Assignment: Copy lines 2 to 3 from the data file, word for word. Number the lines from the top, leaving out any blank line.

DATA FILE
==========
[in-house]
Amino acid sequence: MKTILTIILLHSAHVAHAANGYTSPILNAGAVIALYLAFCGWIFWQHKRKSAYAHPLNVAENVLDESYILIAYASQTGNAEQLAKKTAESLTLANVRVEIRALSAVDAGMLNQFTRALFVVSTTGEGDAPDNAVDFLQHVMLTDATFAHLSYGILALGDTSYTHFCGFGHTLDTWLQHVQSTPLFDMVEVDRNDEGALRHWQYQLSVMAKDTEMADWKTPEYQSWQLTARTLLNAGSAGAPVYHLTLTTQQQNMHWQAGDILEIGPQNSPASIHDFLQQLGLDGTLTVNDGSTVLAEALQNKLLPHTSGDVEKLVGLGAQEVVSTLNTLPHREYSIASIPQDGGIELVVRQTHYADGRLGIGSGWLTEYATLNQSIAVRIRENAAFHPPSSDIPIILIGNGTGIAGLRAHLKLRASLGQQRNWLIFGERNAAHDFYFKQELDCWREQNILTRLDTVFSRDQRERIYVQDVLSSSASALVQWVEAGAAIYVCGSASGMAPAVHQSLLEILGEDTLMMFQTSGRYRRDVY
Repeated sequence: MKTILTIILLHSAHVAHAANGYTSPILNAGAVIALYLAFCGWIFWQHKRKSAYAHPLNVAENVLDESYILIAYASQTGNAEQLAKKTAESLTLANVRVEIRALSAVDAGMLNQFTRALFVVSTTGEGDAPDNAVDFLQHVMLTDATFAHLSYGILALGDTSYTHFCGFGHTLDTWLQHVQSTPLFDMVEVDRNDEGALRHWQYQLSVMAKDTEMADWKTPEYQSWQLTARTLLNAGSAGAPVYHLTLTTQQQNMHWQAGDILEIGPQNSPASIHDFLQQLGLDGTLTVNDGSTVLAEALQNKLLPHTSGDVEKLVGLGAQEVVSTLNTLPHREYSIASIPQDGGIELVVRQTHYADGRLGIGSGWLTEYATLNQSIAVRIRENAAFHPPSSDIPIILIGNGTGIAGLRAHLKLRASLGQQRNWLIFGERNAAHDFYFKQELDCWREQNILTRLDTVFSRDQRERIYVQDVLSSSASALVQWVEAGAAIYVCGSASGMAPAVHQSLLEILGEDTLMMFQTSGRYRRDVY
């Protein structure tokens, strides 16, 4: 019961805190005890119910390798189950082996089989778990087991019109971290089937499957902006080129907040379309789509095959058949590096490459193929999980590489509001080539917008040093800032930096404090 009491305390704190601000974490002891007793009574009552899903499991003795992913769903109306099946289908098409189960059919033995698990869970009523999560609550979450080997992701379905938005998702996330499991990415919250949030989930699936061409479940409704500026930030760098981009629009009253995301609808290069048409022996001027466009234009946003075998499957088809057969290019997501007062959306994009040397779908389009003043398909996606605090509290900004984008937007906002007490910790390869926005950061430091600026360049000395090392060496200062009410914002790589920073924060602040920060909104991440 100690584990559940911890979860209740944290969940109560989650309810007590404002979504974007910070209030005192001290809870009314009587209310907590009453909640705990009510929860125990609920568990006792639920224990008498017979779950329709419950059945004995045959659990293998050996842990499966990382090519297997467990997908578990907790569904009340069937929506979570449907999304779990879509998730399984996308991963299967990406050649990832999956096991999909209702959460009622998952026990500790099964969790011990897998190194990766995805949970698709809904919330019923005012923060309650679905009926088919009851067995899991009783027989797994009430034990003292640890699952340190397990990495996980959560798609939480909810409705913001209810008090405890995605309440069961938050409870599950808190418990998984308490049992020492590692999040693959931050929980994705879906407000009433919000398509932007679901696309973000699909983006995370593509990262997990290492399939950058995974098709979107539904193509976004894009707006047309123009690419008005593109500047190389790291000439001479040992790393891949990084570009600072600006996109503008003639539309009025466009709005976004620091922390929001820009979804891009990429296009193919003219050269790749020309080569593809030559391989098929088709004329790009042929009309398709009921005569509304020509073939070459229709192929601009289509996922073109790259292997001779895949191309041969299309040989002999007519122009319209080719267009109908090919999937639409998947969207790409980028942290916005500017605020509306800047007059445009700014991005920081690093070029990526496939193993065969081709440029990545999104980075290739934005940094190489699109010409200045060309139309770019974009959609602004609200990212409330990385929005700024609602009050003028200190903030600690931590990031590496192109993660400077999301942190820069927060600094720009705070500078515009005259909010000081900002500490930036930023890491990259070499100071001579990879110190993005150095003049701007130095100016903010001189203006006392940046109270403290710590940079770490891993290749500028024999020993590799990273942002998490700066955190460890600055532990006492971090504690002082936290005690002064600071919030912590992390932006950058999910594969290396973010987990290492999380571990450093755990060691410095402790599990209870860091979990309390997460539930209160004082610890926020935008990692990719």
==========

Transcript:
Amino acid sequence: MKTILTIILLHSAHVAHAANGYTSPILNAGAVIALYLAFCGWIFWQHKRKSAYAHPLNVAENVLDESYILIAYASQTGNAEQLAKKTAESLTLANVRVEIRALSAVDAGMLNQFTRALFVVSTTGEGDAPDNAVDFLQHVMLTDATFAHLSYGILALGDTSYTHFCGFGHTLDTWLQHVQSTPLFDMVEVDRNDEGALRHWQYQLSVMAKDTEMADWKTPEYQSWQLTARTLLNAGSAGAPVYHLTLTTQQQNMHWQAGDILEIGPQNSPASIHDFLQQLGLDGTLTVNDGSTVLAEALQNKLLPHTSGDVEKLVGLGAQEVVSTLNTLPHREYSIASIPQDGGIELVVRQTHYADGRLGIGSGWLTEYATLNQSIAVRIRENAAFHPPSSDIPIILIGNGTGIAGLRAHLKLRASLGQQRNWLIFGERNAAHDFYFKQELDCWREQNILTRLDTVFSRDQRERIYVQDVLSSSASALVQWVEAGAAIYVCGSASGMAPAVHQSLLEILGEDTLMMFQTSGRYRRDVY
Repeated sequence: MKTILTIILLHSAHVAHAANGYTSPILNAGAVIALYLAFCGWIFWQHKRKSAYAHPLNVAENVLDESYILIAYASQTGNAEQLAKKTAESLTLANVRVEIRALSAVDAGMLNQFTRALFVVSTTGEGDAPDNAVDFLQHVMLTDATFAHLSYGILALGDTSYTHFCGFGHTLDTWLQHVQSTPLFDMVEVDRNDEGALRHWQYQLSVMAKDTEMADWKTPEYQSWQLTARTLLNAGSAGAPVYHLTLTTQQQNMHWQAGDILEIGPQNSPASIHDFLQQLGLDGTLTVNDGSTVLAEALQNKLLPHTSGDVEKLVGLGAQEVVSTLNTLPHREYSIASIPQDGGIELVVRQTHYADGRLGIGSGWLTEYATLNQSIAVRIRENAAFHPPSSDIPIILIGNGTGIAGLRAHLKLRASLGQQRNWLIFGERNAAHDFYFKQELDCWREQNILTRLDTVFSRDQRERIYVQDVLSSSASALVQWVEAGAAIYVCGSASGMAPAVHQSLLEILGEDTLMMFQTSGRYRRDVY